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There's a difference between encouragement and putting up a wall. Sometimes, it might be absolutely necessary to build a wall (e.g. question bans), however this isn't one of them. Forcing people to do something that isn't absolutely essential to the Q&A process sounds more like a recipe for disaster than anything else. –  Yannis Jun 6 '13 at 8:59
    
Granted, forcing users to accept answers may not be the best solution. But that's why I'm open to other measures and tagged this question as discussion. –  Will Jun 6 '13 at 9:02
    
@WillBuddha Also, on a personal note, I avoid accepting answers. I'm philosophically against the concept, and I prefer to let the community vet the answers and decide which one makes it to the top. I'll add my own (up/down) votes, but if the answer isn't demonstrably the definitive one, I simply won't accept it (and if you force me to, I'll probably leave). However, I should note that I don't really hang around on SO, I prefer the more subjective sites of the network, where objective and definitive answers aren't as common. –  Yannis Jun 6 '13 at 9:02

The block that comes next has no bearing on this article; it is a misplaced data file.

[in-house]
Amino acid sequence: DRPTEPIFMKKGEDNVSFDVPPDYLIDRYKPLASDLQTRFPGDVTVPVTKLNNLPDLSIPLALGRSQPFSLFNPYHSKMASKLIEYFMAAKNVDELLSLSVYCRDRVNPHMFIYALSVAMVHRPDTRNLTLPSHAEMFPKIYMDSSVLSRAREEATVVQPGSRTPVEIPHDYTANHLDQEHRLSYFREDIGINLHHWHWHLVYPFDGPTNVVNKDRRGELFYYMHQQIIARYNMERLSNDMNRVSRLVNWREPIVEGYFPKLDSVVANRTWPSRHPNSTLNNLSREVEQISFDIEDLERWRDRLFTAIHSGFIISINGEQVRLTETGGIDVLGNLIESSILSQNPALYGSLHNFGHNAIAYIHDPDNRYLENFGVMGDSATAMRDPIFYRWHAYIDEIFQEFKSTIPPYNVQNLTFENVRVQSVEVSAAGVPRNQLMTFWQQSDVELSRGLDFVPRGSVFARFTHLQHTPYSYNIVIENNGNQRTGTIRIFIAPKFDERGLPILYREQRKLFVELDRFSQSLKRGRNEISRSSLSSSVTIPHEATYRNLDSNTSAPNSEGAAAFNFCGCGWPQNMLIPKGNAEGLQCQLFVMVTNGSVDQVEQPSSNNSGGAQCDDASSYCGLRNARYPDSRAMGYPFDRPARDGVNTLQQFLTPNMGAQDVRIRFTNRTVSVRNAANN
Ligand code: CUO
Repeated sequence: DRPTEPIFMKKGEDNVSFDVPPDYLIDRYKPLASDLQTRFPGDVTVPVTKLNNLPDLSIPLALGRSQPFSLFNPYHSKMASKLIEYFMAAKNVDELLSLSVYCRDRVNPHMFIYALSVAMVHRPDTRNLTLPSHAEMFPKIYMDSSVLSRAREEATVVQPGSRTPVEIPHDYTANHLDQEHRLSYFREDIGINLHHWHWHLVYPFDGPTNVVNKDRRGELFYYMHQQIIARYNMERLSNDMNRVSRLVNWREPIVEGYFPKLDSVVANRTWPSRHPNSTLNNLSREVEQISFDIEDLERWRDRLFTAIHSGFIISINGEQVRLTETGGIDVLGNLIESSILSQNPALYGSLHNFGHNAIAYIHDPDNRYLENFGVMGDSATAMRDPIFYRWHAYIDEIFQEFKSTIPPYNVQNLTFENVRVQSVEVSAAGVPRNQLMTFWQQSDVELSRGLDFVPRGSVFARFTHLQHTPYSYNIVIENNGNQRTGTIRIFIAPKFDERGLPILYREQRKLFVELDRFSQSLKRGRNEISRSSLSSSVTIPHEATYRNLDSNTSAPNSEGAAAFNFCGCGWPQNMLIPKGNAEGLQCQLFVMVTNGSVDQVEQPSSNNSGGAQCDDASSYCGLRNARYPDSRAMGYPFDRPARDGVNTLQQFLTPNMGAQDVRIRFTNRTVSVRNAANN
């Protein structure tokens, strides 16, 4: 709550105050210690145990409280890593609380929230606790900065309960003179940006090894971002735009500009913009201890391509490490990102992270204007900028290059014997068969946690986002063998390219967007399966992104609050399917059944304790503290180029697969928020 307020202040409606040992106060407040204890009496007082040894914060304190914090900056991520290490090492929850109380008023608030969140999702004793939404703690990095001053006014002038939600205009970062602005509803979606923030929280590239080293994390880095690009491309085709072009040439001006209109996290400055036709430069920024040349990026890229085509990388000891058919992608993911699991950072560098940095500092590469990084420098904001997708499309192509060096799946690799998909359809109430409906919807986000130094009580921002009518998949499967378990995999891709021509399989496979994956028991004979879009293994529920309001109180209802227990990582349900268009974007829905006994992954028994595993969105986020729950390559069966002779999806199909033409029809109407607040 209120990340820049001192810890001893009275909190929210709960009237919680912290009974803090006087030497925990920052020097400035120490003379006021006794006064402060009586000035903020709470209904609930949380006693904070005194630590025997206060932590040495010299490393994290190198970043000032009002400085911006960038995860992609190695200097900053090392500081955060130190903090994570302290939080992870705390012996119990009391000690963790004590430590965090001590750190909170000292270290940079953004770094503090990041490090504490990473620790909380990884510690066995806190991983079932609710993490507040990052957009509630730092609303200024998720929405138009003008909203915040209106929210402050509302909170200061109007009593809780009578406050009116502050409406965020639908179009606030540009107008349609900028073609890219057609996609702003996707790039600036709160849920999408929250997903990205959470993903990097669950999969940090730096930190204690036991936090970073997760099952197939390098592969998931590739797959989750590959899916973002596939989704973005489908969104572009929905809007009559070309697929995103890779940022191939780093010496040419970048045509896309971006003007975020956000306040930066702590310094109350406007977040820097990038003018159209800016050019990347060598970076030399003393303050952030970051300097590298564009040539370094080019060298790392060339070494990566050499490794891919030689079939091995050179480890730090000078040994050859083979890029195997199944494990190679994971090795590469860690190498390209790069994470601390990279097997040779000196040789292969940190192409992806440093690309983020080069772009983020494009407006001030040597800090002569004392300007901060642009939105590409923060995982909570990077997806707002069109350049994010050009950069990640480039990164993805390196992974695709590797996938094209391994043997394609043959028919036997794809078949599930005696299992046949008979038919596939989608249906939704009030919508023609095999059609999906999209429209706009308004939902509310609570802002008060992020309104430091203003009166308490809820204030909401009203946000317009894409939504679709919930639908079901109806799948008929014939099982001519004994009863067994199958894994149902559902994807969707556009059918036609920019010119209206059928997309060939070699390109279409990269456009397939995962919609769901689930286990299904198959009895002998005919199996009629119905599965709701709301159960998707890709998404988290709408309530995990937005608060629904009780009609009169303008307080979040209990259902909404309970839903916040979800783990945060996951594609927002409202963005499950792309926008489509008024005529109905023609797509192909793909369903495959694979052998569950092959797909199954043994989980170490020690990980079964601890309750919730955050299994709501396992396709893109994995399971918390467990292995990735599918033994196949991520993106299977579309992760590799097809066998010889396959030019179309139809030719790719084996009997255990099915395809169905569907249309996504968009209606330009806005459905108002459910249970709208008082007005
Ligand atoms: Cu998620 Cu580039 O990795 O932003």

It is the kind of problem that solves itself. Experts in a particular tag will pay less attention to known users that categorically reject answers unless the question is interesting enough to justify the time. Hard to keep that up, asking a good question isn't that easy. They won't get good answers anymore and just stop posting. –  Uphill Luge Jun 6 '13 at 11:47

1 Answer 1

up vote 5 down vote accepted

No, there shouldn't. In fact, we used to show the accept rate for users, but it was finally removed because commenters kept antagonizing users with low accept rates.